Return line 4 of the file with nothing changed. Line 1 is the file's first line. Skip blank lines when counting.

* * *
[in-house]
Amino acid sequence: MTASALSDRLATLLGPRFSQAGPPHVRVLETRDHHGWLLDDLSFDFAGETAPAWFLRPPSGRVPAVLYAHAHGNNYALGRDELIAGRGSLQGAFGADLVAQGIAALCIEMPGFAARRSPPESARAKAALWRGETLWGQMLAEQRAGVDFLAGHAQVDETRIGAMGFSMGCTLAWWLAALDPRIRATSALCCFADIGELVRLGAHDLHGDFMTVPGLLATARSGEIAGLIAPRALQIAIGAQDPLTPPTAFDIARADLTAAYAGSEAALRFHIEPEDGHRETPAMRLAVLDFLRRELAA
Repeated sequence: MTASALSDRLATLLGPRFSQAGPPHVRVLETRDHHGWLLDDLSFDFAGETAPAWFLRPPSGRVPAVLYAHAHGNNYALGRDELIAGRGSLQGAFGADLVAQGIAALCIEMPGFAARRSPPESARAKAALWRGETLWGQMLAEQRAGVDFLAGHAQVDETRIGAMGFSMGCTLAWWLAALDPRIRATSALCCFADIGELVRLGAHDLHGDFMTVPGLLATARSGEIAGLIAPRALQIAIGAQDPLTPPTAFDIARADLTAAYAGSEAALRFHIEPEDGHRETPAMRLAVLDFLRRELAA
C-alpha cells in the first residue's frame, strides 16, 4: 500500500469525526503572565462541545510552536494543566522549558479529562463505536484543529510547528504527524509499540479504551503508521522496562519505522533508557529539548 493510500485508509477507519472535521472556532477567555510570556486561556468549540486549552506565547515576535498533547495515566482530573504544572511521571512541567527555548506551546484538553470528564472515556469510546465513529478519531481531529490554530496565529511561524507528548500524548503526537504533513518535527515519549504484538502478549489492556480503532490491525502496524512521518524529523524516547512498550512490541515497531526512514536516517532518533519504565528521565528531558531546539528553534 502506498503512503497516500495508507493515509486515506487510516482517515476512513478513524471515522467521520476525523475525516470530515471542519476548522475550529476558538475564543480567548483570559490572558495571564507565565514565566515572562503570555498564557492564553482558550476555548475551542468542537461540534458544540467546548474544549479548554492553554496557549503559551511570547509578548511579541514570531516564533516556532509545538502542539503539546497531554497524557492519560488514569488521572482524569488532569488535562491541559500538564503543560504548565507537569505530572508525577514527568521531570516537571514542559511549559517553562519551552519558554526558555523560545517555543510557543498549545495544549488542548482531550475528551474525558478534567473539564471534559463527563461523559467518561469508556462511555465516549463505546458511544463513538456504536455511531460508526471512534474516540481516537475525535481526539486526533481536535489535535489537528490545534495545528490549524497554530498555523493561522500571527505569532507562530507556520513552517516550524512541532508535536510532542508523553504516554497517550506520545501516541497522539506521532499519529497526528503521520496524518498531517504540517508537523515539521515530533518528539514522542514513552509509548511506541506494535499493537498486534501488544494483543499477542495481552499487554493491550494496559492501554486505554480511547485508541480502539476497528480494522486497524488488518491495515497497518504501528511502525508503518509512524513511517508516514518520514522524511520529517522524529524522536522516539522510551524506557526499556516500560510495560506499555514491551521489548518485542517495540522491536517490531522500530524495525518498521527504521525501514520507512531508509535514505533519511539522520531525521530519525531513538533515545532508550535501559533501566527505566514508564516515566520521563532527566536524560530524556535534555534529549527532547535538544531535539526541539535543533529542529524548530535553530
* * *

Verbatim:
C-alpha cells in the first residue's frame, strides 16, 4: 500500500469525526503572565462541545510552536494543566522549558479529562463505536484543529510547528504527524509499540479504551503508521522496562519505522533508557529539548 493510500485508509477507519472535521472556532477567555510570556486561556468549540486549552506565547515576535498533547495515566482530573504544572511521571512541567527555548506551546484538553470528564472515556469510546465513529478519531481531529490554530496565529511561524507528548500524548503526537504533513518535527515519549504484538502478549489492556480503532490491525502496524512521518524529523524516547512498550512490541515497531526512514536516517532518533519504565528521565528531558531546539528553534 502506498503512503497516500495508507493515509486515506487510516482517515476512513478513524471515522467521520476525523475525516470530515471542519476548522475550529476558538475564543480567548483570559490572558495571564507565565514565566515572562503570555498564557492564553482558550476555548475551542468542537461540534458544540467546548474544549479548554492553554496557549503559551511570547509578548511579541514570531516564533516556532509545538502542539503539546497531554497524557492519560488514569488521572482524569488532569488535562491541559500538564503543560504548565507537569505530572508525577514527568521531570516537571514542559511549559517553562519551552519558554526558555523560545517555543510557543498549545495544549488542548482531550475528551474525558478534567473539564471534559463527563461523559467518561469508556462511555465516549463505546458511544463513538456504536455511531460508526471512534474516540481516537475525535481526539486526533481536535489535535489537528490545534495545528490549524497554530498555523493561522500571527505569532507562530507556520513552517516550524512541532508535536510532542508523553504516554497517550506520545501516541497522539506521532499519529497526528503521520496524518498531517504540517508537523515539521515530533518528539514522542514513552509509548511506541506494535499493537498486534501488544494483543499477542495481552499487554493491550494496559492501554486505554480511547485508541480502539476497528480494522486497524488488518491495515497497518504501528511502525508503518509512524513511517508516514518520514522524511520529517522524529524522536522516539522510551524506557526499556516500560510495560506499555514491551521489548518485542517495540522491536517490531522500530524495525518498521527504521525501514520507512531508509535514505533519511539522520531525521530519525531513538533515545532508550535501559533501566527505566514508564516515566520521563532527566536524560530524556535534555534529549527532547535538544531535539526541539535543533529542529524548530535553530